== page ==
What could be a simpler way to deny an administrator access to his own account than by a "limit login attempts" that limits attempts on a per-account basis (vs a per-IP address basis)?

      And if the attack is "one attempt per site per zombie", limiting on a per-IP basis has no teeth.

      <ignorant_speculation>Of course, if you have created an admin account that's not NAMED admin, you won't be locked out. And if you change the account named "admin" to having lower privileges, even better.</ignorant_speculation>

      • by Stalks (802193) *
        It would be written in PHP, so trivial to add an exception to your IP.
      • by jkflying (2190798)

        Apparently there are over 90,000 IPs involved in the attacks, so they can effectively test a 90,000 password dictionary before you even see the same IP twice.

      • It can easily be an arbitrary number under 50 and it would still prevent a brute force attack.
    • There is several captcha plugins available, wont help with the DDOS but will help with machines trying to guess passwords. http://rawcell.com [rawcell.com]
  • that the administrative account uses 'administrator' not 'admin'. They'll be attempting that brute force for quite a while.
  • by quixote9 (999874) on Friday April 12, 2013 @05:58PM (#43436271) Homepage
    I've used Wordpress since forever (2006?), and I seem to remember that at least back in the bad old days the admin username had to be "admin." Nothing else. There are probably millions of people who set their blogs up back then and haven't looked at that setting since.

    I wonder what they're doing this for? What does blowing up a planet's worth of little blogs get anyone? Does anyone know what this thing actually does?
    • Gaaa. That subject line should read "username," not password.
    • I saw this same question asked further up the comment line, and I think it's the key. They aren't targeting wordpress blogs. The attacks have to be a smoke screen for *something else*, whatever that something else is. Maybe this is yet another Chinese attack. Maybe it's anonymous (I'll wait while you finish laughing...and yeah, it's not anonymous, they couldn't pull off anything close to this order of magnitude and coordination level), or maybe it's th3j35t3r's evil twin. But it'll be something nasty if/whe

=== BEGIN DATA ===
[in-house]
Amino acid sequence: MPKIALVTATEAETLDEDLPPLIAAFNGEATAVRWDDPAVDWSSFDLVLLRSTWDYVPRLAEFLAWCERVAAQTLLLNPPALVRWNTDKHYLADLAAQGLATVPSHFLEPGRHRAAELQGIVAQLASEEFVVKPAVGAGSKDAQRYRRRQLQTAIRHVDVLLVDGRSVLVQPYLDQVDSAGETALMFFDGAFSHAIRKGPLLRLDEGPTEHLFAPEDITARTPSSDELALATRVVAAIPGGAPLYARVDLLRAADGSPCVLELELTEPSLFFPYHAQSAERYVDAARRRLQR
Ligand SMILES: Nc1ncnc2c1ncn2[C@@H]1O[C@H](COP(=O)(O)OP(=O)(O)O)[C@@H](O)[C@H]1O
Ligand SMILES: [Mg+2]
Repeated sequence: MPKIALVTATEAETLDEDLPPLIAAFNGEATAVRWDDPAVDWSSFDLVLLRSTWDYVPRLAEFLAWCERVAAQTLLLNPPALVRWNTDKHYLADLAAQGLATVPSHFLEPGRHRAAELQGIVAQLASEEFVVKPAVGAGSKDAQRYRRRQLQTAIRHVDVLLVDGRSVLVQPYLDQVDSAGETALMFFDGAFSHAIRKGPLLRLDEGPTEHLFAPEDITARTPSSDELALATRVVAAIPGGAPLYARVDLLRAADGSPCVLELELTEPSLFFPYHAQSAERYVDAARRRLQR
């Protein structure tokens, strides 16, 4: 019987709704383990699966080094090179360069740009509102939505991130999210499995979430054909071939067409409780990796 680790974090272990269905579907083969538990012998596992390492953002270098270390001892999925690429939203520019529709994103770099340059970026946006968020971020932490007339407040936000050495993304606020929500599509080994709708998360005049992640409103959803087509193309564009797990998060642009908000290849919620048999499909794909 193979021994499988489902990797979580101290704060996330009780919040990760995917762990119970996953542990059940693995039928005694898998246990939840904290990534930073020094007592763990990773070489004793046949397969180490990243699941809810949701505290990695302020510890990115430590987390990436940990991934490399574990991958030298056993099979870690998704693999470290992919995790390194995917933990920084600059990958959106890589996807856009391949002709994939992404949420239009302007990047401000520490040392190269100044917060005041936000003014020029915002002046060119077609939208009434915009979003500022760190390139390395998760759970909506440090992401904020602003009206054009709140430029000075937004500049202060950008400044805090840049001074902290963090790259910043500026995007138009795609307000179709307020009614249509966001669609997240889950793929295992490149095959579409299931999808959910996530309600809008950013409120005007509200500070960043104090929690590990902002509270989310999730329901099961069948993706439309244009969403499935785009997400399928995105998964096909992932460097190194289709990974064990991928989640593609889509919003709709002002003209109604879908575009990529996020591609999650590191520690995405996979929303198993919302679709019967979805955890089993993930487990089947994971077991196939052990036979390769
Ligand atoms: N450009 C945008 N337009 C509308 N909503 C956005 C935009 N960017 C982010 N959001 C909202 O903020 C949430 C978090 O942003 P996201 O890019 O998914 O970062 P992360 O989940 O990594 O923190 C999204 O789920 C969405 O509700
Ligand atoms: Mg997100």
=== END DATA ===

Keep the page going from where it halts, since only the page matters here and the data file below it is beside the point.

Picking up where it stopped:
• I saw this same question asked further up the comment line, and I think it's the key. They aren't targeting wordpress blogs.

        What I think you are referring to is the unique authentication keys and salts. I have had to (reluctantly) fix a client's hacked site because they had set it up without them.

        If there's any newbies here, make sure you replace (WP provides a random generator) the definitions below in wp-config.php:

        /**#@+ * Authentication Unique Keys and Salts.
        *
        * Change these to different unique p

        • Not exactly what I was meaning...but definitely important.

          What I was actually meaning was that the important thing to take out of this is that the wordpress attacks are a smoke screen, a stepping stone, one gear in a machine rolling towards some unknown destination. Whoever is behind this has a plan beyond hacking blogs. The power available to them with this number of compromised machines is vast. Whatever their target is, it's going to get hit really hard.

          I'd be interested in seeing someone do a code ana

    • by thegarbz (1787294)

      A cleaner internet?

    • They're doing it because webservers come with a 15K SAS drive and a 10Gbit ethernet port to send spam out of and launch more attacks. would you rather have some dudes home computer or a web server in a state of the art datacenter? Point being, setting your logins to comon settings has always been a horrible idea just the same way you wouldn't want the lock to your house to open with a key you can buy from homedepot (read, admin//password as your login)